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Dealing With the (Homeless) In-Laws

Dealing With the (Homeless) In-Laws

By Amalah

All wise Amalah,

My mother-in-law moved-in with us two weeks ago. By itself, this isn’t a problem, as my MIL and I get along extremely well. She brought her teen daughters from a second family with her. This is also not the real problem, because while the girls *are* teenagers, they are pretty decent ones, without the attitude problems I had at that age. The real problem is that she also brought her boyfriend (the girls’ father), a large-sized Labrador, a chihuahua, a snake and a turtle. Did I mention that we rent our house? Or that our landlord very firmly told us when we moved in that the house was not a circus, and we were not to add any additional pets?

The thing is, they are making seemingly no effort to move *out* of our house. They just had the house they had lived in for 15 years foreclosed on them. They have no rental history, poor credit and both are unemployed. It’s also a pretty tough rental market right now. Places that fit their desired qualifications are going super fast – you basically have to turn in an application the same day it’s listed in order to get a place. We tried Section 8, but all the counties on our coast have closed wait-lists. And once they are on the wait list, it may take years before it’s actually approved.

Still, via a lot of calling around (untreated Social Anxiety Disorder means my MIL really can’t do that part), I was able to find them a few possible places that would rent to them and fit their rather stringent requirements, all not yet listed so they’d have had their pick. They rejected all the places I found, though, mostly because they were in backwater towns that didn’t have nice downtown areas. Any protestations of “but it’s temporary!” or “but this is what you can afford!” have gone unheard. I’ve explained the 3x rule, found out their income (boyfriend is on permanent disability for a back injury), even done the math on paper so at least the older teen could follow. MIL doesn’t get it, instead is looking at rentals similar to their old house, in their old town; places that rent at well over half their income.

There are other issues, of course. Minor things like having to move our kids into our bed to sleep, my kids (who are 2 and 5) being given soda despite having been told they aren’t allowed, feeding their dogs in the room that gets ants after having been asked not to, eating the leftovers we intended for a second night’s dinner, teenage girls who arrive home at midnight and slam the bathroom door right next to our bedroom, the boyfriend missing the toilet and leaving pee on the floor for me to clean up (“men don’t clean bathrooms”) and so on. These are minor annoyances, I realize. But they are still things that make me not want to live with these people on a long-term basis.

“I give up” is something I’ve said twice a day for the last two weeks. I can find them a place, but they have to apply, and that’s something they aren’t doing. My husband and I have talked about setting an out date, a day when they are just going to have to go – preferably a date that would give them enough time to get the girls enrolled in school in their new location. My husband balks when it actually comes down to discussing it with his mother, though. He knows they won’t have a place by whatever date we select, and then what happens? He throws his own mother and sisters onto the street? Puts them in a homeless shelter?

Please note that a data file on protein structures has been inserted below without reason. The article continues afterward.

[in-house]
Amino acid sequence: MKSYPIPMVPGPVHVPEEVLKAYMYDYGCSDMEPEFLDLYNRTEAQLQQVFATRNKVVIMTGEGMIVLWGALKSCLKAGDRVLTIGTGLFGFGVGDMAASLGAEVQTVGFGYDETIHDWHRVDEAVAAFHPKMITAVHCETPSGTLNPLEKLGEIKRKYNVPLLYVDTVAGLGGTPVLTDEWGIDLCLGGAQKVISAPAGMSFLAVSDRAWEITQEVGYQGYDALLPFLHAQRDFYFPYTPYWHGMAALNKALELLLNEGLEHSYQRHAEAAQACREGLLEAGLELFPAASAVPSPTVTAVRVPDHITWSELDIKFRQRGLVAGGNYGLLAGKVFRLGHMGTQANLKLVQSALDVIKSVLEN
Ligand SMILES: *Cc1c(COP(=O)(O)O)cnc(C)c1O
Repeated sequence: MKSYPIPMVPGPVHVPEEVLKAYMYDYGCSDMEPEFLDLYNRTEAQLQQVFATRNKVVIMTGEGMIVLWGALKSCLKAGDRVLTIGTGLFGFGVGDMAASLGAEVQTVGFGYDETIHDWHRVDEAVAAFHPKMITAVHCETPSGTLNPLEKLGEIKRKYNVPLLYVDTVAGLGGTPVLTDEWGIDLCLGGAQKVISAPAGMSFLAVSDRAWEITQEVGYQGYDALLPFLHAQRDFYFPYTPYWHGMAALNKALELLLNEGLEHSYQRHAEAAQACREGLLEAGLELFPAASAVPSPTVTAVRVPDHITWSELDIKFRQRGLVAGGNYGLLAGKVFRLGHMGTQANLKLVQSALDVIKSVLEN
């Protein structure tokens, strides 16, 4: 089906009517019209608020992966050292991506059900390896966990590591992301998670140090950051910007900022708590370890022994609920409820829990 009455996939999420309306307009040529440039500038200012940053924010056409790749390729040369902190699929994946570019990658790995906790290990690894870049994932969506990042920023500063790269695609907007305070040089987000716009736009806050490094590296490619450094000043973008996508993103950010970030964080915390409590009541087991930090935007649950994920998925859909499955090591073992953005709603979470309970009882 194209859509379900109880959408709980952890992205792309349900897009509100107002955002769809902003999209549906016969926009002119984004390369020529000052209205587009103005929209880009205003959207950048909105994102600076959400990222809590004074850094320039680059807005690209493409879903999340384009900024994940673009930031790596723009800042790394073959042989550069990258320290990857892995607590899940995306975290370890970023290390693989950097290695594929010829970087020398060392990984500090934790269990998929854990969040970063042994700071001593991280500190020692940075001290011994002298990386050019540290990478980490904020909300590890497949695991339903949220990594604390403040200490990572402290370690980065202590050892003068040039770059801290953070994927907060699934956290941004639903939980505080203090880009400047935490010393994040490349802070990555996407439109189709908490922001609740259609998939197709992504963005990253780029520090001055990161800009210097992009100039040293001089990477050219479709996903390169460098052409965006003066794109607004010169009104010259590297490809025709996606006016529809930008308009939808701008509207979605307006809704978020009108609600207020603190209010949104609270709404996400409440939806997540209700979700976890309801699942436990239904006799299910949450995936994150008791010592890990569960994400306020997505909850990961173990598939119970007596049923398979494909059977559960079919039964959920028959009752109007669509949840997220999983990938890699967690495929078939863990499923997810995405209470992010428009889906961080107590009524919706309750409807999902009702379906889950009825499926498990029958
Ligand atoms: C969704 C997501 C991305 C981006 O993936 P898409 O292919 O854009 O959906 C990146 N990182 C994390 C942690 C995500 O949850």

Amalah, I’m terrified my landlord is going to find out and boot US out. I love my MIL and her girls, I really do. I’m not terribly keen on the sexist boyfriend, but they are a package deal. Regardless of how we feel about them, we can’t afford to feed and house them long-term and I’m fresh out of ideas on how to fix the situation. My own anxiety levels are through the roof, even while taking my meds properly. I’m a ‘fixer’ who just can’t fix this problem!

– Overcrowded and Anxious

Okay folks. That’s it. Shut it down. We have found our winner for the Most Nightmare Inducing In-Law Letter Ever. This is clearly Advice Smackdown Hall of Fame material, right up there with the toddler twins who threw their poop at each other like monkeys and the mom being dragged to soap-making festivals by her husband and MIL at like one week postpartum.

All of you are now required to re-read this poor woman’s letter BEFORE you write to me about how annoying your in-laws are.

And you, OP. I’d like you to re-read your letter. Out loud to yourself, maybe while looking in a mirror. Notice how often you try to play down the absurdity of this situation, and insist that some (reeeeeeeeally unacceptable) things are just “minor” annoyances, that you don’t mind, YOU REALLY DON’T MIND, YOU LOVE THEM, YOU GET ALONG WITH THESE ABUSIVE UNSTABLE FREELOADERS JUST FINNNNNEEEEE.

And yeah. I went there. You can abuse someone’s hospitality. You can abuse someone’s good intentions and sense of familial duty. These people should never have been allowed into your home in the first place (a simple “we run the risk of eviction if you and your zoo stay here even one night” should have shut this whole thing down), but now they are here and what you are describing is a terribly unhealthy, damn-near toxic situation full of grown-ass adults who you keep making excuses for.

She can’t make phone calls! She can’t accept reality! He won’t clean his own pee from the toilet he’s lucky to even have! They don’t respect your home, your rules, or YOU.